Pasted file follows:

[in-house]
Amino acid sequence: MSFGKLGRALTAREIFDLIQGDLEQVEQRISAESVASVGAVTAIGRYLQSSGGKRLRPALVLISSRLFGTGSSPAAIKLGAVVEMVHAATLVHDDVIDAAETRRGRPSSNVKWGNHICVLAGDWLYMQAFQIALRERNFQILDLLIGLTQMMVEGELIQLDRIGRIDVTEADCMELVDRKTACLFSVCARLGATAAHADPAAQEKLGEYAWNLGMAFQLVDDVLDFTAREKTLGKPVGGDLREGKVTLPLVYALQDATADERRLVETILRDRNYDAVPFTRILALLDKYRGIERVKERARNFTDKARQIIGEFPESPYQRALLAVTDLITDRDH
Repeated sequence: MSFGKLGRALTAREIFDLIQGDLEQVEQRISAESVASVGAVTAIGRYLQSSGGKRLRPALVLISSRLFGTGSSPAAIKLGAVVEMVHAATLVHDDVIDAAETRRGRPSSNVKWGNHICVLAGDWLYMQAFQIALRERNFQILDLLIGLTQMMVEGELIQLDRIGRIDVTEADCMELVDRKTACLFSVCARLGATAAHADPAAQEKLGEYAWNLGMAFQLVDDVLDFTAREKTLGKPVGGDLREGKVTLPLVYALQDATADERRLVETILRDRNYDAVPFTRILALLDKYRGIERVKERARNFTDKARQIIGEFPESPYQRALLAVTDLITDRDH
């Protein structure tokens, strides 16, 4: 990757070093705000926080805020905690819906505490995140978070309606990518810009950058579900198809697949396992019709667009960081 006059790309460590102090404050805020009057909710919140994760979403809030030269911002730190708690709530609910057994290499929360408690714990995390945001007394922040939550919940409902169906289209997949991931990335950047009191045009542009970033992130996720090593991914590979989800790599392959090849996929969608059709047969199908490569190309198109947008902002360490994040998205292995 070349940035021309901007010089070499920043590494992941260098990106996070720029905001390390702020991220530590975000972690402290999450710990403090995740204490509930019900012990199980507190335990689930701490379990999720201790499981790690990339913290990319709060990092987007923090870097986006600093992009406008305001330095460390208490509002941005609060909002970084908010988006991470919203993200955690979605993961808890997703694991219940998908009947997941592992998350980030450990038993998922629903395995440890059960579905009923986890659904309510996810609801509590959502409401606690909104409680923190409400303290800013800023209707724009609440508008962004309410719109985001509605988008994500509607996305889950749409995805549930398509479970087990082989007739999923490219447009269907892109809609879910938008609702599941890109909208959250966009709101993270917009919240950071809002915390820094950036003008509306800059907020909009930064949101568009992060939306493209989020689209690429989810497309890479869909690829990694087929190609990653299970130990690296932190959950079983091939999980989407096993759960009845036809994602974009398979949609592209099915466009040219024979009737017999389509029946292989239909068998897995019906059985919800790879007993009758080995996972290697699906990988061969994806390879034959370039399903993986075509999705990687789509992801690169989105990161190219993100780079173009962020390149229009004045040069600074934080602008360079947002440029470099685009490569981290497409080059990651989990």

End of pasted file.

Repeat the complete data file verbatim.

[in-house]
Amino acid sequence: MSFGKLGRALTAREIFDLIQGDLEQVEQRISAESVASVGAVTAIGRYLQSSGGKRLRPALVLISSRLFGTGSSPAAIKLGAVVEMVHAATLVHDDVIDAAETRRGRPSSNVKWGNHICVLAGDWLYMQAFQIALRERNFQILDLLIGLTQMMVEGELIQLDRIGRIDVTEADCMELVDRKTACLFSVCARLGATAAHADPAAQEKLGEYAWNLGMAFQLVDDVLDFTAREKTLGKPVGGDLREGKVTLPLVYALQDATADERRLVETILRDRNYDAVPFTRILALLDKYRGIERVKERARNFTDKARQIIGEFPESPYQRALLAVTDLITDRDH
Repeated sequence: MSFGKLGRALTAREIFDLIQGDLEQVEQRISAESVASVGAVTAIGRYLQSSGGKRLRPALVLISSRLFGTGSSPAAIKLGAVVEMVHAATLVHDDVIDAAETRRGRPSSNVKWGNHICVLAGDWLYMQAFQIALRERNFQILDLLIGLTQMMVEGELIQLDRIGRIDVTEADCMELVDRKTACLFSVCARLGATAAHADPAAQEKLGEYAWNLGMAFQLVDDVLDFTAREKTLGKPVGGDLREGKVTLPLVYALQDATADERRLVETILRDRNYDAVPFTRILALLDKYRGIERVKERARNFTDKARQIIGEFPESPYQRALLAVTDLITDRDH
């Protein structure tokens, strides 16, 4: 990757070093705000926080805020905690819906505490995140978070309606990518810009950058579900198809697949396992019709667009960081 006059790309460590102090404050805020009057909710919140994760979403809030030269911002730190708690709530609910057994290499929360408690714990995390945001007394922040939550919940409902169906289209997949991931990335950047009191045009542009970033992130996720090593991914590979989800790599392959090849996929969608059709047969199908490569190309198109947008902002360490994040998205292995 070349940035021309901007010089070499920043590494992941260098990106996070720029905001390390702020991220530590975000972690402290999450710990403090995740204490509930019900012990199980507190335990689930701490379990999720201790499981790690990339913290990319709060990092987007923090870097986006600093992009406008305001330095460390208490509002941005609060909002970084908010988006991470919203993200955690979605993961808890997703694991219940998908009947997941592992998350980030450990038993998922629903395995440890059960579905009923986890659904309510996810609801509590959502409401606690909104409680923190409400303290800013800023209707724009609440508008962004309410719109985001509605988008994500509607996305889950749409995805549930398509479970087990082989007739999923490219447009269907892109809609879910938008609702599941890109909208959250966009709101993270917009919240950071809002915390820094950036003008509306800059907020909009930064949101568009992060939306493209989020689209690429989810497309890479869909690829990694087929190609990653299970130990690296932190959950079983091939999980989407096993759960009845036809994602974009398979949609592209099915466009040219024979009737017999389509029946292989239909068998897995019906059985919800790879007993009758080995996972290697699906990988061969994806390879034959370039399903993986075509999705990687789509992801690169989105990161190219993100780079173009962020390149229009004045040069600074934080602008360079947002440029470099685009490569981290497409080059990651989990």